women

Amy Coney Barrett’s extreme views put women’s rights in jeopardy

Recently, news broke that Amy Coney Barrett, Trump’s deeply-conservative nominee to the Supreme Court, supported an anti-choice group whose extreme views include criminalizing in vitro fertilization (IVF) treatment. In a 2006 newspaper advertisement signed by Barrett, St. Joseph Right to Life advocated for defending “the right to life from fertilization to natural death.”



a close up of a woman: Amy Coney Barrett's extreme views put women's rights in jeopardy


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Amy Coney Barrett’s extreme views put women’s rights in jeopardy

Jackie Appleman, the group’s executive director, told the Guardian that St. Joseph Right to Life “would be supportive of criminalizing the discarding of frozen embryos or selective reduction through the IVF process.”

Appleman went on to say that they are not supportive of criminalizing women “at this point.” Count me unconvinced.

Barrett’s anti-choice record was already alarming and well-documented. Still, her decision to support such a group is an example of just how far outside the mainstream she and other anti-choice politicians are

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women

Supreme Court nominee Amy Barrett’s ties to faith group draw questions about its treatment of women

WASHINGTON (AP) — President Donald Trump’s nominee for the U.S. Supreme Court has close ties to a charismatic Christian religious group that holds men are divinely ordained as the “head” of the family and faith. Former members of the group, called People of Praise, say it teaches that wives must submit to the will of their husbands. 

Amy Coney Barrett named President Trump’s third Supreme Court nominee

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Federal appeals judge Amy Coney Barrett has not commented publicly about her own or her family’s involvement, and a People of Praise spokesman declined to say whether she and her husband are current members.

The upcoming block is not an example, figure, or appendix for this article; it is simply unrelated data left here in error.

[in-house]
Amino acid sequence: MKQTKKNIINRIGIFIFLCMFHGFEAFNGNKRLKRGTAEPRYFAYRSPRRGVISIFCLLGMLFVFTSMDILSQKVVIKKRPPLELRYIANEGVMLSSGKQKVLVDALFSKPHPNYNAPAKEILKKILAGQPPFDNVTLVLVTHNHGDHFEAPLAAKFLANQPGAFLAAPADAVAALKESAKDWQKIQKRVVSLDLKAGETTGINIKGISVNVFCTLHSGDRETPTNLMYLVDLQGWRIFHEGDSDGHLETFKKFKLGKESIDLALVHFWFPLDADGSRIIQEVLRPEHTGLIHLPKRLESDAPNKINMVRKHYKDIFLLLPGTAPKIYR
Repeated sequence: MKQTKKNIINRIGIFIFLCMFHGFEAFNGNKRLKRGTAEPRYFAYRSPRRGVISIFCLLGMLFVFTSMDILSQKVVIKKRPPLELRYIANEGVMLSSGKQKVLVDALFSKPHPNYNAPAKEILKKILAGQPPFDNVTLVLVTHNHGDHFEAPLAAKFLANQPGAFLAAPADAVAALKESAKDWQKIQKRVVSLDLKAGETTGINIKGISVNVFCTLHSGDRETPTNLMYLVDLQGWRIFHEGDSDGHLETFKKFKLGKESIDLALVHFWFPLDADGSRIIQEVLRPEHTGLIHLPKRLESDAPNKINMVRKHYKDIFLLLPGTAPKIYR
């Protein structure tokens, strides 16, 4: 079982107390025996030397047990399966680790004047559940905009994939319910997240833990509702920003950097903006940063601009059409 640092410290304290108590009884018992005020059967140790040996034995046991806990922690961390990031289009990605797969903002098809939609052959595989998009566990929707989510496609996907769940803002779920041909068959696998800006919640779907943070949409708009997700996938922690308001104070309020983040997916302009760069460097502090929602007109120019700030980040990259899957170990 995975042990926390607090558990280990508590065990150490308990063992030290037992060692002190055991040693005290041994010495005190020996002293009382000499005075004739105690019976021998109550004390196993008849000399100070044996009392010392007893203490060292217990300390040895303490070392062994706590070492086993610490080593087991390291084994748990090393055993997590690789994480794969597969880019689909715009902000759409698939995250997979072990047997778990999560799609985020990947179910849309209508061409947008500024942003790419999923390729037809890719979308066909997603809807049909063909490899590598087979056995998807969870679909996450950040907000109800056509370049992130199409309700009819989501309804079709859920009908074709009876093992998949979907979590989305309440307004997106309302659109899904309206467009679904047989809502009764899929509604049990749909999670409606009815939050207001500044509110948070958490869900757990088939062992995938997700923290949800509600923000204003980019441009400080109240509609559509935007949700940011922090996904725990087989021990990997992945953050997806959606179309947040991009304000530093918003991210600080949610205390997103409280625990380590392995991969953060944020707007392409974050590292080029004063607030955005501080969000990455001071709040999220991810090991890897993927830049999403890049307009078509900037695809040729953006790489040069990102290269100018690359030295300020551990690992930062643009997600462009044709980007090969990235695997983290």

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But Barrett, 48, grew up in New Orleans in a family deeply connected to the organization and as recently as 2017 she served as a trustee at the People of Praise-affiliated Trinity Schools Inc., according to the nonprofit organization’s tax records and

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women

Amy Coney Barrett’s Nomination Energizes Democratic Women’s Groups, Boosts Fundraising and Planned Marches

Amy Coney Barrett is just the fifth woman to ever be nominated to the Supreme Court, but not all women’s groups are celebrating.



Donald Trump wearing a suit and tie: President Donald Trump speaks next to Judge Amy Coney Barrett at the Rose Garden of the White House in Washington, D.C., on September 26, 2020. Judge Amy Coney Barrett, who was nominated Saturday to the Supreme Court, has been criticized by women's groups for her past rulings on reproductive rights.


© Olivier Douliery/AFP/Getty Images
President Donald Trump speaks next to Judge Amy Coney Barrett at the Rose Garden of the White House in Washington, D.C., on September 26, 2020. Judge Amy Coney Barrett, who was nominated Saturday to the Supreme Court, has been criticized by women’s groups for her past rulings on reproductive rights.

Planned Parenthood called her possible appointment to the high court an insult to Justice Ruth Bader Ginsburg’s legacy of fighting against gender discrimination. The National Organization for Women has said that Barrett, if confirmed, will “turn back the clock on equality.”

Emily’s List, the political action committee that aims to elect Democratic female candidates in favor of abortion rights, echoed the view that Barrett’s nomination is a threat to women’s rights.

“This is

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